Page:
Heller: Federal Government Must Stop Spending Money We Don’t Have

By: Staff Email
By: Staff Email

(Washington, DC) – Today, U.S. Congressman Dean Heller (R-NV) made the following statement on his support for the Fiscal Year 2012 Budget (H.Con.Res 34).

“The federal government must stop spending money we don’t have. Our national debt will serve as an anchor that drags down the economic opportunity of our children and grandchildren. The choices are clear, we can continue with the status quo which leads to bigger government, higher taxes, less jobs, and rationed health care for our seniors or we can decrease government spending, create jobs, and preserve Medicare for future generations while making no changes for current recipients. It is time for government to be accountable to the American people and make decisions that lead the way for greater prosperity and fulfills our promises to future generations,” said Heller.

Fiscal Year 2012 Budget Facts
- The budget proposes no changes for Medicare recipients age 55 and older. The current trajectory of government spending on health care is unsustainable. Without changes, according to the Congressional Budget Office, the Medicare program could collapse by 2021.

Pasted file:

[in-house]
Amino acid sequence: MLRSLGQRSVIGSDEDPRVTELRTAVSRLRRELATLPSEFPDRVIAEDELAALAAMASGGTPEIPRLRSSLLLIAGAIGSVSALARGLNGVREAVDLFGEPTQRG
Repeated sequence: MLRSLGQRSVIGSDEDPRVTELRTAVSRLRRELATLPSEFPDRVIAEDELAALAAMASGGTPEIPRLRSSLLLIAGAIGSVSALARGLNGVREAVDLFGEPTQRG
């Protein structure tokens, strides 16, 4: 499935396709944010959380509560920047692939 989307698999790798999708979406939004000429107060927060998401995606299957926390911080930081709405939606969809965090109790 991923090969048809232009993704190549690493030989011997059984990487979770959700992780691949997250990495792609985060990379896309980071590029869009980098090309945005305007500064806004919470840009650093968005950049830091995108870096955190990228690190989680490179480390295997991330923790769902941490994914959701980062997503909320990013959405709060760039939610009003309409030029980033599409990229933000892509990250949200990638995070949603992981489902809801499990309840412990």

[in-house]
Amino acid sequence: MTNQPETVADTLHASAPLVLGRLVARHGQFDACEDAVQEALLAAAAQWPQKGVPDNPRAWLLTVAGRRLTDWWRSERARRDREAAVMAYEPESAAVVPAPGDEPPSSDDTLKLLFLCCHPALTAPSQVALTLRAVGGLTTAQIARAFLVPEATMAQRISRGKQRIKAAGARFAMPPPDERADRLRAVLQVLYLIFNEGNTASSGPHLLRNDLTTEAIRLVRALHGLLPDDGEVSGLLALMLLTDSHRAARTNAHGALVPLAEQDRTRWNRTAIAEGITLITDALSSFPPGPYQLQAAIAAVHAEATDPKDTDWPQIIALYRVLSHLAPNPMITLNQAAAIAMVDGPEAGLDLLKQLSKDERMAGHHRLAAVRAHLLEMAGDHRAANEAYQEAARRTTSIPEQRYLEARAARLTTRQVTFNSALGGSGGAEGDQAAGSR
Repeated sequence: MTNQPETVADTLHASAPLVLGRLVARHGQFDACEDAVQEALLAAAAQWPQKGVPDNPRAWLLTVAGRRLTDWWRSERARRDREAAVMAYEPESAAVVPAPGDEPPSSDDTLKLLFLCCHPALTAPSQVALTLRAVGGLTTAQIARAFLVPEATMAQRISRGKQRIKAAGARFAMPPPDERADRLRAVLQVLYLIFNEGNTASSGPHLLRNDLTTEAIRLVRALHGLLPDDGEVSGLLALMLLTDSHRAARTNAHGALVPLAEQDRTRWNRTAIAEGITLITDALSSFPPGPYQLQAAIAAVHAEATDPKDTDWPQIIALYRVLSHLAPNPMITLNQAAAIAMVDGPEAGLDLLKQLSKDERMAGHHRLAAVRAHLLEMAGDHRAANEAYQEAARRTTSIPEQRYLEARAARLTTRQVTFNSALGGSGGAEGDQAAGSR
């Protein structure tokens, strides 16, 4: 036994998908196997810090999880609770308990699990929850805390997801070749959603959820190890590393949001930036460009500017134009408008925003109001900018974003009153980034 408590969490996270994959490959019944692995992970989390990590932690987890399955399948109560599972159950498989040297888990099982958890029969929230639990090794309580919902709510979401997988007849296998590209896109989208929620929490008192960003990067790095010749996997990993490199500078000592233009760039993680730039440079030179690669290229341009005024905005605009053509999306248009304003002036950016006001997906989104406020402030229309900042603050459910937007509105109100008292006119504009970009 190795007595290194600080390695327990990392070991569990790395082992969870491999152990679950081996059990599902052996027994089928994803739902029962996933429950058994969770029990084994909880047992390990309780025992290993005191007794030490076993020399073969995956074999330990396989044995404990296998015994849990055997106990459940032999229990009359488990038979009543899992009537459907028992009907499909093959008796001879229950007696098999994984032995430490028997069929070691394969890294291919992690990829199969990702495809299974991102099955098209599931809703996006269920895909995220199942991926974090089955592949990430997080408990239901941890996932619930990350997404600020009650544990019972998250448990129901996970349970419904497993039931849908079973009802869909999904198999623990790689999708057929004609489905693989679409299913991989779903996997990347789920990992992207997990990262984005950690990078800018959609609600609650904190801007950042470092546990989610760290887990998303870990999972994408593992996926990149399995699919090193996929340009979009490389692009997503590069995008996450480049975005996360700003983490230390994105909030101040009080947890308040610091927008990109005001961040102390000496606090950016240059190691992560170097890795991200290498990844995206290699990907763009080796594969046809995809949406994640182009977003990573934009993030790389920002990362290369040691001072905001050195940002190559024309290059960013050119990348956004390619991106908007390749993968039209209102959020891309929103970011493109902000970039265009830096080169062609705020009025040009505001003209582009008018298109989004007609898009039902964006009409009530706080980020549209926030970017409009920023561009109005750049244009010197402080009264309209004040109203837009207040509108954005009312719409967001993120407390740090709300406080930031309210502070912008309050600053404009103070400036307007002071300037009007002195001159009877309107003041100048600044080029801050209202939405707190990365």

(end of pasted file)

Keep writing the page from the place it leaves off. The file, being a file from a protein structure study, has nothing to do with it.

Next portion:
- Beginning in 2022, those aging into Medicare will have a “premium support system,” similar to Medicare D in which the federal government provides financial backing to the private insurer of one’s choice.

- Lower income seniors and those with higher health care costs because of illness will receive a larger sum of financial support.

- The Democrat’s health care law cut more than half a trillion from Medicare. The FY 2012 budget would reinvest these funds back into the Medicare system.

- This budget does not cut Medicaid. In fact, it spends more on Medicaid each year than it does the previous year.

- The budget proposal follows the successful model of 1990’s welfare reform, which provided federal welfare funds to states in the form of block grants.

- In converting all federal spending on Medicaid to block grants, governors, state legislators, and other state-level health administrators will have the ability to direct funds in a manner that works best for their states and their citizens.

Tax Reform
- It broadens the tax base to lower tax rates. There are no net tax cuts in this budget.

- Calls for fundamental corporate tax reform that scales back the deductions, loopholes and carve-outs that are distorting the corporate code.
- Keeps overall revenue as a share of the economy at historical averages between 18 and 19 percent, a level compatible with growth, and sufficient to fund government operations while paying down the debt.

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